Secondary Containment of Large Aboveground Storage TanksAudio version
Publication: Petroleum Equipment & Technology Archive
Issued: August 1999
Author: Myers Philip E.
Meeting the volume requirements
NFPA recognizes two types of secondary containment structures. One type is a diked area that surrounds the existing tanks. The other is a remote impoundment area in which the liquid is drained into a pond area away from the tank field.
For diked areas, most state regulations require that secondary containment must also hold an amount of precipitation (usually a level of six inches) in addition to the volume of the largest tank in the tank field as required by NFPA, UFC and other codes. The SPCC program requires that the secondary containment area equal the volume of the largest tank plus ten percent. The safest approach to ensuring compliance with criteria in your area is to size the secondary containment areas according to SPCC program requirements.
When two or more tanks are permanently manifolded and hydraulically connected so that the tank levels move together, the sizing of the secondary containment area should be based on the combined volume of the connected tanks, plus 10 percent (unless there is a single tank in the field with a larger volume).
Remote impounding is an acceptable secondary containment method under NFPA 30 because the code primarily focuses on fire safety and emphasizes the importance of moving leaked or spilled flammable liquids away from the tank by adequate draining. A remote impoundment must be able to contain the contents of the largest tank. However, when this is not possible, partial impounding can be used in combination with diking to meet the largest-tank criterion.
For tank fields contained by diking (as shown in Figure 3), NFPA 30 requires that a slope of not less than one percent away from the tank shall be provided for at least 50 feet or to the dike base, whichever is less. This ensures that small spills will not accumulate against the wall of the tank. Also, if remote impounding is used, the drainage path to the pond should be designed so that if the drainage path is ignited, the flames will not pose serious risk to tanks or adjoining property. For an illustration of drainage to remote impoundments, see Figure 4.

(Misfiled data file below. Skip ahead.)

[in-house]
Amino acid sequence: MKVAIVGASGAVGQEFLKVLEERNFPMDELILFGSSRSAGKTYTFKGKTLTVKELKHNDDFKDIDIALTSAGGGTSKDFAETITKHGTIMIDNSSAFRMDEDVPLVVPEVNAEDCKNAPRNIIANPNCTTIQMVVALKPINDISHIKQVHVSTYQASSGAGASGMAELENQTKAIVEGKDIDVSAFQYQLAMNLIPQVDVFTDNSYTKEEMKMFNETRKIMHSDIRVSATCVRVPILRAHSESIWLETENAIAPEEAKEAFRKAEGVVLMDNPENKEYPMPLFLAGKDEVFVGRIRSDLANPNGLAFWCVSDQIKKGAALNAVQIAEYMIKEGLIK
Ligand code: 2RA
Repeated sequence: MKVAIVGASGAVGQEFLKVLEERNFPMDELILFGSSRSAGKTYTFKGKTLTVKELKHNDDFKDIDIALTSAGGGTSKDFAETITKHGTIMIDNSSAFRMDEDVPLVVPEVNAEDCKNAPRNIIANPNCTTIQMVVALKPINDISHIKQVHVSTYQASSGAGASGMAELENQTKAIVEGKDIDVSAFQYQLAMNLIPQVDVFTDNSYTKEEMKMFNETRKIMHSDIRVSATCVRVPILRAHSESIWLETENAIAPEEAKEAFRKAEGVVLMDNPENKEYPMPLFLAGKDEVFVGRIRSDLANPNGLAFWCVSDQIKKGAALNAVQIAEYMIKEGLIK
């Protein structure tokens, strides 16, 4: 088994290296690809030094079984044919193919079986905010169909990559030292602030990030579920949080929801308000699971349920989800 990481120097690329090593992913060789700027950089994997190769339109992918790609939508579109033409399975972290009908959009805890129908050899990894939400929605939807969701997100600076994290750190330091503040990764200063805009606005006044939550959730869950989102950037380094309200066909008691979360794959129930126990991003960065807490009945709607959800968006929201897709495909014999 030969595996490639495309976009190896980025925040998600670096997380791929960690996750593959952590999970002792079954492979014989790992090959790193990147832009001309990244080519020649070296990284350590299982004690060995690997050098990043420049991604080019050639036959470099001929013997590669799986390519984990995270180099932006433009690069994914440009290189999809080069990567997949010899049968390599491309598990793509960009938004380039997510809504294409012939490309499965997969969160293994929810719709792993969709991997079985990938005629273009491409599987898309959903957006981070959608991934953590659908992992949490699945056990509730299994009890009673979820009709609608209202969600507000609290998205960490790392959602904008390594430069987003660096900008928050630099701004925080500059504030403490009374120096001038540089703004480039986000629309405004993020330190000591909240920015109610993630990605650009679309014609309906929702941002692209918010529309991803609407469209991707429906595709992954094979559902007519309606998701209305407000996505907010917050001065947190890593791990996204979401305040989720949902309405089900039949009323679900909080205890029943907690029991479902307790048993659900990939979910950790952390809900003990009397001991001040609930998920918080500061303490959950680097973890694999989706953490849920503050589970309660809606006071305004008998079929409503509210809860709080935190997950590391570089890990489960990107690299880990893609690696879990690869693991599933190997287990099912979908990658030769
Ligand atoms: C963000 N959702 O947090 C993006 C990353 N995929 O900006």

Figure 4: Diagram of drainage to remote impoundment area, courtesy of NFPA.
It is not unreasonable to require the use of secondary containment to substantially reduce the risks of soil and groundwater contamination. However, requiring that secondary containment systems be completely leak-free would be unreasonable, because such a requirement is nearly impossible to meet (if this requirement could be tested).
One of the most significant debates taking place today has to do with defining an acceptable permeability rate for secondary containment areas. The correct definition, in my opinion, requires a case-by-case, cost-benefit analysis, as well as engineering analysis.
The amount of contamination that can escape into the ground below a spill in a secondary containment area depends on the:
• volume of leaked or spilled liquid;
• time that the liquid remains in the area before cleanup;
• permeability of the containment area, including any liner material;
• number and sizes of any cracks or breeches in the liner, if one is used; and
• depth of the liquid leaked or spilled.
The five factors cited above are interrelated. While the exact relationship is complex, changing any one of the variables will increase or decrease the amount of product released to the environment. For example, if a spill is immediately cleaned up, then even if the soil is relatively permeable, the oil will not have had time to permeate deeply. The removal of the soil to a shallow depth completely prevents a contamination. Of course, disposal of contaminated soil must be dealt with as well.
Of the factors cited, the volume of leaked or spilled liquid is probably the single most important one. If the volume is so small that the contaminated dirt is collected and disposed of, there is no release to the environment. This is usually the case when the volume is so small that the liquid does not form a “puddle” of some depth; only surface contamination occurs. This can be cleaned up before any hydrocarbon enters the environment.